Exactly in line with what I have been thinking about. That we need to move TOWARD people that are different from us. He gives different revelations/passions/interpretations to different people – for a reason!!

    Differences are not hindrances to God’s work — they are PLANNED & DESIGNED by Him!! to help us grow in LOVE for others – easy to love people just like us! and to help us grow in knowledge/revelation. In a world full of extreme thinkers & doers – the Truth is usually right there in the middle of it ALL

    which is one reason why we need each other!!

    I am concerned for the INTERGENERATIONAL RIFT occurring in the Church moreso than any divisions. We need each other. We must be able to see past what people DO and see their hearts. I am SOO thankful GOd opened up my heart to not totally segregate from all who were part of the traditional church system — but keep my heart open to who He would have me cross paths with. He has shown me He can teach me through ALL and that I can look at a person’s HEART – not what they DO.

    We must let GO of our traditions and practices that keep us away from each other – and move TOWARD those that are different from us!

  3. Nita says

    Amen and amen!! How true I have found this to be and continue to find it to be. I’m very grateful that He has ways and means to keep us from stagnation in knowing Him! Thank you for this great post, Frank!

  4. says

    Great post Frank, thank you. An aspect of Jesus revealing Himself in an unexpected and unassuming way is very challenging from a practicle perspective. He often speaks loudest and clearest through the least likely member of the Body of Christ. Which places an obligation upon us to see Him in the lowliest of saints and to listen more intently to every contribution.

  5. says

    can’t believe I missed this post. As I was reading it, it seemed very familiar to me, as if I DID read it, then I got to the the line that said “Excerpted from REVISE US AGAIN” :) I have to bug the individual I lent this book too. I wish this book was available for Kindle, so you can lend it out, and STILL have it :)

  6. Anton Luse says

    This is good. I like your twist on a familiar idea.

    It reminds me of something I once heard a man named Marc Dupont say, “Three people after the resurrection who knew Jesus before the resurrection looked Jesus in the eyes and did not recognize him.” They were looking for the same physical person, but we are now in the age of the Spirit and must judge him by the Spirit.

    Relegated to my/our own natural minds’ thought processes, Jesus’ life seems like an incontrivable paradox. I think, though, this paradox evidenced pure relationship with God.

    And, as you say here, “He will come to us in a way we do not expect—through people we’re prone to ignore and inclined to write off.” It’s like he wants us to really know him.

    Your article also reminds me of Jesus’ words in John 15: “No longer do I call you servants, but.. friends. A servant does not know what his master is doing..” I love that it points us to knowing him!

    Thanks.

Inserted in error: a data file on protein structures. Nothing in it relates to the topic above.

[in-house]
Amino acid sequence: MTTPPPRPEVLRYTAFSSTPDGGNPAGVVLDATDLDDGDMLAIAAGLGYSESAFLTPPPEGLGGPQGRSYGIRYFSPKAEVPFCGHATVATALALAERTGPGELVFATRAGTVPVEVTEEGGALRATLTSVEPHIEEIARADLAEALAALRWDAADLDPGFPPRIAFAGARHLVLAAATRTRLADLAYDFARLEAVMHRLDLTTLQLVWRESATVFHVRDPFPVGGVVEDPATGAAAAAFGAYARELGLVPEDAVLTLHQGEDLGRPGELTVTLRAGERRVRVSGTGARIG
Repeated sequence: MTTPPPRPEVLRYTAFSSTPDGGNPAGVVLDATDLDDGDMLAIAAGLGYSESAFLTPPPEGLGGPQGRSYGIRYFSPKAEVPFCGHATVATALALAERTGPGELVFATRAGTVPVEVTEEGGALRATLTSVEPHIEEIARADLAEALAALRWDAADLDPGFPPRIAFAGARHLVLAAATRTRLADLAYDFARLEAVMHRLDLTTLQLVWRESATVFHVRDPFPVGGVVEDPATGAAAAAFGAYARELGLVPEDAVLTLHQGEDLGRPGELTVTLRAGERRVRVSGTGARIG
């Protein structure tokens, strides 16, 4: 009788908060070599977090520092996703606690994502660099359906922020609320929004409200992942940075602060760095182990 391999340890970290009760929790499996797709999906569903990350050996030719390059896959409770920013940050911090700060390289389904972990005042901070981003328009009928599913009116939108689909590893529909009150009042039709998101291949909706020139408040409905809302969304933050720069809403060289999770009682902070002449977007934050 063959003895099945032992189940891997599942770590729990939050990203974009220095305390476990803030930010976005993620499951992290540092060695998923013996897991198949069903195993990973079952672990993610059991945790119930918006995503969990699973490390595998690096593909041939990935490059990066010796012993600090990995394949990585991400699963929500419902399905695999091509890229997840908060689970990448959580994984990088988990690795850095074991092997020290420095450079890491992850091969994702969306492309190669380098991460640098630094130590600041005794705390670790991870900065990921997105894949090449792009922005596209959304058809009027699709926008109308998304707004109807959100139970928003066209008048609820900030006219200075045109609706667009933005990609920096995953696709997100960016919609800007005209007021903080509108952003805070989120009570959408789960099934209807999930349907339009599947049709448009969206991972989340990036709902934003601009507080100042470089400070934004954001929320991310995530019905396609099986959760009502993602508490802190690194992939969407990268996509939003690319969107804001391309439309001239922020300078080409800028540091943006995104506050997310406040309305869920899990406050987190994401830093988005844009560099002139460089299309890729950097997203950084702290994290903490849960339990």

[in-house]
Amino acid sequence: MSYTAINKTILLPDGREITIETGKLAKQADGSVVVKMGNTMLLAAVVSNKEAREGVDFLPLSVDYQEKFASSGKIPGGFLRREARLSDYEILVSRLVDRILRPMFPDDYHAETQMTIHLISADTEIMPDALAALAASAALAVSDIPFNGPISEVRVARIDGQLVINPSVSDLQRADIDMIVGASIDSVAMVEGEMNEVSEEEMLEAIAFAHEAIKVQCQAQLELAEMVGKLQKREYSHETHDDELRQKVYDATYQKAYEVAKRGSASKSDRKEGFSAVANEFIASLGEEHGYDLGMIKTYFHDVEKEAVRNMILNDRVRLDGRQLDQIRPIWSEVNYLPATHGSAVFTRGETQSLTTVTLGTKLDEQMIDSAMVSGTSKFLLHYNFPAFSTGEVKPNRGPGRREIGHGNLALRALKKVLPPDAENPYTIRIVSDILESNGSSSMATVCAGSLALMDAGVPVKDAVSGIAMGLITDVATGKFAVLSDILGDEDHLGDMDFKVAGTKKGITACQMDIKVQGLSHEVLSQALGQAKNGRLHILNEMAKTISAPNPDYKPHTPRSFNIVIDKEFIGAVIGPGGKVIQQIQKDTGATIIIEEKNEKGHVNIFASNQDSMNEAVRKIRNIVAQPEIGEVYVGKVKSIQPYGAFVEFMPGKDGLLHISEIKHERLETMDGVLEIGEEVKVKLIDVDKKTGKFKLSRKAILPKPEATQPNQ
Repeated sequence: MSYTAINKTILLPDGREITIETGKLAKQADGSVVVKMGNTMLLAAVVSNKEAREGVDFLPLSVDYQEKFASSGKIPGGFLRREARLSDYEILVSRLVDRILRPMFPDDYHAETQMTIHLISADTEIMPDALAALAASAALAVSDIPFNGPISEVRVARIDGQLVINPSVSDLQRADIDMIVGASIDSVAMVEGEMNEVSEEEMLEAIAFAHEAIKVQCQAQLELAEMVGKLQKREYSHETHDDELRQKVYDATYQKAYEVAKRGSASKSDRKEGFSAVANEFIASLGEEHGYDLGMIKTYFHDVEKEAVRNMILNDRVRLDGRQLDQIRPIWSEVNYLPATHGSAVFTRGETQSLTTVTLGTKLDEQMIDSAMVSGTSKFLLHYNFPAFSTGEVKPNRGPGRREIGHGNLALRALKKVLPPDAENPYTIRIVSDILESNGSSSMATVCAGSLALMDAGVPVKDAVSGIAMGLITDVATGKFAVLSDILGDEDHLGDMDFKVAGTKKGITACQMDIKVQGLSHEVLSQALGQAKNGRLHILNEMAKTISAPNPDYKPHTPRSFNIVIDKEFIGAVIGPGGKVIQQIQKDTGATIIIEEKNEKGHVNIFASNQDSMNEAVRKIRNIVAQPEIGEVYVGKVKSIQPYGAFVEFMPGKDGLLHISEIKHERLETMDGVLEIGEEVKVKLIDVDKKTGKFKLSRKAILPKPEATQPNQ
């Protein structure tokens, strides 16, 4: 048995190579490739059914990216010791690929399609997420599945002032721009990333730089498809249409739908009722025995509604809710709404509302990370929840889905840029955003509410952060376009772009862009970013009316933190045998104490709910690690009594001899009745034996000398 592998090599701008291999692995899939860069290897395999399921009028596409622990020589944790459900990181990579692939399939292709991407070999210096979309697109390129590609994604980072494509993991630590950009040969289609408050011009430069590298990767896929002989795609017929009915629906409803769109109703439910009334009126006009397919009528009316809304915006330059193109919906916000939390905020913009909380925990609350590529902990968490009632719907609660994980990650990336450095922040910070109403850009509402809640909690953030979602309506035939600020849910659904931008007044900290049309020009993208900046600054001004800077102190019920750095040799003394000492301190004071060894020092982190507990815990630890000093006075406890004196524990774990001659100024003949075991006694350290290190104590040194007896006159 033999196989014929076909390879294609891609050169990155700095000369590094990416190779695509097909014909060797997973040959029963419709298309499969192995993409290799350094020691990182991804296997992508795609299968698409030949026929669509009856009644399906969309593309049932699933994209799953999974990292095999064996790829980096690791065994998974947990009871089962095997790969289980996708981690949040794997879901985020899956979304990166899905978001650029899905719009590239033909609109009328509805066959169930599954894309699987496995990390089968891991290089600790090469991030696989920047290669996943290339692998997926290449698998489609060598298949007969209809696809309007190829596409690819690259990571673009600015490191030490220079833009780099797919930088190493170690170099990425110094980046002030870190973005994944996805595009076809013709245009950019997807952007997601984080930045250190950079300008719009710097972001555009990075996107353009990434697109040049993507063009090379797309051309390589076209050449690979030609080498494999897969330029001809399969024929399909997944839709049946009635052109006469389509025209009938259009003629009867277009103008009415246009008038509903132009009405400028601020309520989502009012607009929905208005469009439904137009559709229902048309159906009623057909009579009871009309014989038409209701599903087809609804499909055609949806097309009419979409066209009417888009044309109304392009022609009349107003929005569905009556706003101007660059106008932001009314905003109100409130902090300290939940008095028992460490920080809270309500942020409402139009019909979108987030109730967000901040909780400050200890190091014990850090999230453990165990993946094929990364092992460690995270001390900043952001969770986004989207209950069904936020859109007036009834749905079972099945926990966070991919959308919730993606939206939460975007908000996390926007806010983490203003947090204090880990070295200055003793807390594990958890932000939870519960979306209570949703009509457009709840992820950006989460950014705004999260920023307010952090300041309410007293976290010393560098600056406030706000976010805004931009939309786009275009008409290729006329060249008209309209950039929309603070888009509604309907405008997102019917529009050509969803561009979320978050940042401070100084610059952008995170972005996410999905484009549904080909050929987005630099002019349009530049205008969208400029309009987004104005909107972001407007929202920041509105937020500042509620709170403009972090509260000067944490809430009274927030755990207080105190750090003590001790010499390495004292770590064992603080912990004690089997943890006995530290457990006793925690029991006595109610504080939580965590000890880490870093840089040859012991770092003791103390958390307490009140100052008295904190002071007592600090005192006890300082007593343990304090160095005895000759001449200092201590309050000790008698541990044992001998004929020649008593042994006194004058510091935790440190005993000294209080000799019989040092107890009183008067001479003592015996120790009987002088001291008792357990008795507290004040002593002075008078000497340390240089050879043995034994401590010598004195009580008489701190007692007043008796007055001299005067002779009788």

7. Tom says

    Excellent post Frank. I read it twice and thought it was clear as day, reveals some deep truths and I’ve not read your book yet (though I ordered it). Reimagining Church really helped me to understand Pagan Christianity and From Eternity to Here really opened up the heart of the matter and changed my life. This makes sense I guess since these books are part of a series. Thanks again for sharing your heart, always pointing to the Lord and for your humility.

  8. Joshua says

    Frank,

    Thanks for posting my response. I was trying to be cutesy with the baseball analogy, but my wife pointed out that “foul” probably has too negative a connotation, even though it implies you are diligently swinging away. :P

    The larger chapter may clarify the issue, and you issued a plea in Orlando this last summer that people would judge the message as a whole, not just one phrase, one chapter, or one book. However, in all seriousness, I would encourage you to rethink that plea. People who just read this blog post, or who just read the article in Relevant magazine (with the problematic line in a super-texted sidebar) may be shaped by what you say, not what you intended to say. We both tremble to know that teachers (me included), who all stumble in their words, will receive the stricter judgment. Because of that, we should strive to make each segment of our teaching as complete and precise as possible. Each blog post. Each article. Each book.

    I applaud you for making your writing and your teaching and yourself accessible, even opening yourself up for rhetorical criticism from unknown nit-pickers such as myself. That’s the grace that can make our all-too-human words more divinely salty.

  9. Jamal Jivanjee says

    I’m really looking forward to reading this. I completely resonate with the statement that Jesus comes to us in ways we are tempted to reject. This is so true, and like a gentleman, He moves on. His Spirit is so easily quenched. Thanks for this challenge Frank.

  10. Nathan says

    Thanks for the post Frank, I love that at the end of Paul’s life he makes the statement that he might know him, wow that’s incredible. I’m in a new season as well and I don’t understand it, but I love that about the Lord. Before he askes us to marry him, or to continue to follow him, he reviels himself not just the wooing like you talked about. He reveals his death, and the cross we have to pick up daily. He can never be put in a box or figured out. That’s the exciting thing when you choose to live my his life it’s not easy but it is an adventure, thanks again!